At 3/26/13 12:08 AM, Spacefish wrote:
I had a cool question that I'm sure has been asked many times, but didn't see it come up anywhere recently in this specific forum. I was wondering for those that adore video game music; which soundtracks have been most influential on your style or taste in music? Why, and what do you admire about the particular soundtrack in question?
For me personally, I absolutely adore the Cave Story soundtrack. Not only was the whole soundtrack written and produced by one man originally, he actually made the whole game himself from scratch over the course of 8-10 years. I don't know about you, but the unbelievable amount of patience and dedication is truly staggering, and I admire him greatly for what he's done.
The soundtrack covers many different genres of music, and is predominantly done in the chiptune style. I'm not sure if his focus was the 8 or 16 bit style of music, but he definitely draws influences from many different places. One track in particular, Geothermal, really shows his creativity and understanding of dynamics with the sudden shifts of volume and spacing with the percussion track. Truly amazing.
Now that I've shared, I'd love to hear some of your influences in your writing!!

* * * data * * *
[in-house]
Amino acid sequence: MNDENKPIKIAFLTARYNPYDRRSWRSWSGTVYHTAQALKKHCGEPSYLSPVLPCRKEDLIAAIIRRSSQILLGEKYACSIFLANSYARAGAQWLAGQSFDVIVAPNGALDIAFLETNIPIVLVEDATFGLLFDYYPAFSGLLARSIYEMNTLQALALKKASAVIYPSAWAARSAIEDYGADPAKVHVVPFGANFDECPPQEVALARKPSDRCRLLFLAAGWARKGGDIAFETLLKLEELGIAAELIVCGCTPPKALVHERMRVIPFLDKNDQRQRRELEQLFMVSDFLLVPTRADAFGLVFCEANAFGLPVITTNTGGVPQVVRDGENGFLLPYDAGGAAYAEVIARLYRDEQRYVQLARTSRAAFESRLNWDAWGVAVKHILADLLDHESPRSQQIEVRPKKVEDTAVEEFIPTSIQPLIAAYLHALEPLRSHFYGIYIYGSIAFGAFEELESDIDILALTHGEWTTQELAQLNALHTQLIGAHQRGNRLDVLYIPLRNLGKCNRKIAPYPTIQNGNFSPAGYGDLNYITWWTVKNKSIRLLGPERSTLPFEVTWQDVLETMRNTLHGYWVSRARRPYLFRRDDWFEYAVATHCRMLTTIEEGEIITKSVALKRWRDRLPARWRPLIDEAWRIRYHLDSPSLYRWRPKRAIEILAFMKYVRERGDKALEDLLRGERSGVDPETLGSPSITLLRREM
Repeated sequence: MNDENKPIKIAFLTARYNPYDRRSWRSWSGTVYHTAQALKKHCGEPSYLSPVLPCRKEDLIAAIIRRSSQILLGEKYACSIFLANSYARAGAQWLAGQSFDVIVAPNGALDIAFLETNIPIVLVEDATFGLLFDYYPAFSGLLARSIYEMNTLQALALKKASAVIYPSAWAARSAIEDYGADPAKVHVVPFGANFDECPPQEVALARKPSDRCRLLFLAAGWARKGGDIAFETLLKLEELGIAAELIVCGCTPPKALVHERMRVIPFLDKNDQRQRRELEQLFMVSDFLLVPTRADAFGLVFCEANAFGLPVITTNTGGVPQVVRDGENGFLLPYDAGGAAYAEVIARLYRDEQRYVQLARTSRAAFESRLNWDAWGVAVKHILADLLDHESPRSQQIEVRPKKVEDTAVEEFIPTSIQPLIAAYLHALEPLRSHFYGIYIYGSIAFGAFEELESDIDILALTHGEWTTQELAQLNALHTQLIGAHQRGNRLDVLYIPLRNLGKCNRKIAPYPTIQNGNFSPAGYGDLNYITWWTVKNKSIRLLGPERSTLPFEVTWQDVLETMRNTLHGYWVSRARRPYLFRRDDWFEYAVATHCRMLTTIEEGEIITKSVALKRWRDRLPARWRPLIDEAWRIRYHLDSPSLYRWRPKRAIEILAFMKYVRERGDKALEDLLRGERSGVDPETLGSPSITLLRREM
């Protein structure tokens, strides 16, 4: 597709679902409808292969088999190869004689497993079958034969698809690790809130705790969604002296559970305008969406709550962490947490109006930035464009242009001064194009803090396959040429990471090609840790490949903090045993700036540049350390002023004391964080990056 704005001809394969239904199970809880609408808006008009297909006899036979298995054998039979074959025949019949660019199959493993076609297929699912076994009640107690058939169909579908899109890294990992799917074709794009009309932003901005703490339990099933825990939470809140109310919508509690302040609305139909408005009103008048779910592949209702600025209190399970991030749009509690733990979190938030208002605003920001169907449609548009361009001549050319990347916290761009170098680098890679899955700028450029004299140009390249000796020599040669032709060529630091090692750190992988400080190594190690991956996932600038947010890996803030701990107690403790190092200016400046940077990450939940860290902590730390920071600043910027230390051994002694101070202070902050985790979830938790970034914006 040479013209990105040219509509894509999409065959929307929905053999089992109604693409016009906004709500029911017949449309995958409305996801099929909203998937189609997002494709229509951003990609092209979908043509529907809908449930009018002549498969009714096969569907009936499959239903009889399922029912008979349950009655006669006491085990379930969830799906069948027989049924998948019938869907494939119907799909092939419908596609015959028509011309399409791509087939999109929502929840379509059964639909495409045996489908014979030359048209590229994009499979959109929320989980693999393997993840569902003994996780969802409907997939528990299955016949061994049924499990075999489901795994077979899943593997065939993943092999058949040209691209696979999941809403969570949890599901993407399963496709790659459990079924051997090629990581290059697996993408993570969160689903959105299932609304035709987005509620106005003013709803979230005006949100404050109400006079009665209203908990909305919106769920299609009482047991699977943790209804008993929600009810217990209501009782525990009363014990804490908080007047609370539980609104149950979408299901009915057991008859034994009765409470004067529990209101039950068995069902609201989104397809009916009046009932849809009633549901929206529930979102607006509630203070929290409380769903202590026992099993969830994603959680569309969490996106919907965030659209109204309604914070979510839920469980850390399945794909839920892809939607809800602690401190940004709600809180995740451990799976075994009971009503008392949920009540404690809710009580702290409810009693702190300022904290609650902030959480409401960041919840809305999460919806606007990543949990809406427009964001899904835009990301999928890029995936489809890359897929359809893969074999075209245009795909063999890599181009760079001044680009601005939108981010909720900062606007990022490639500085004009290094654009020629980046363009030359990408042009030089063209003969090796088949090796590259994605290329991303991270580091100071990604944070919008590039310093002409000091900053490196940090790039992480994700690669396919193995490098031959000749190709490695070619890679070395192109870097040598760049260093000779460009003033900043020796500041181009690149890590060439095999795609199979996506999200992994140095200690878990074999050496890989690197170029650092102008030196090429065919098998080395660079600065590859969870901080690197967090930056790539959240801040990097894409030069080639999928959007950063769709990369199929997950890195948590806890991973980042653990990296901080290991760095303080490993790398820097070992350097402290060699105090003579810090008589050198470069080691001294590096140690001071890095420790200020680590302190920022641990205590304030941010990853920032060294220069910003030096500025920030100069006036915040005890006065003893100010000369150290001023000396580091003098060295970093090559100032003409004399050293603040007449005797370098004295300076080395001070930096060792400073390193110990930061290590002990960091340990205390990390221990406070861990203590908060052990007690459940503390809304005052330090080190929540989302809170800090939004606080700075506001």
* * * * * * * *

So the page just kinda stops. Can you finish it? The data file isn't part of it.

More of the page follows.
P.S. Hopefully I didn't the HTML right, it's literally been years since I've posted.
Man...where do I start!!
Well I grew up playing sega genesis as a kid, and I remember loving the music from Sonic the Hedgehog(1,2,3, and Knuckles), Road Rash(1,2, and 3), Shinobi 3, and more.
By the time I got to playstation I enjoyed Spyro the Dragon, Red Asphalt, and Tekken 1 and 2.
After a while I found out you could find other VGM soundtracks online, so I started looking for video games solely for the music, not really playing the games. Some of the composers who literally changed my life are: Masashi Hamauzu(Saga Frontier 2, Sigma Harmonics, FFXIII/XIII-2), Junya Nakano(Dew Prism), Tim Follin(Ecco the Dolphin), Panzer Dragoon ORTA and ZWEI to name a few..
The thing these composers and albums have in common are the wide range in styles, as well as pleasing chords progressions. And to this day, I have never heard a soundtrack capture the essence of what it was trying to portray better than Tim Follin's Ecco the Dolphin. It's almost too beautiful for words. You can really see yourself in the ocean..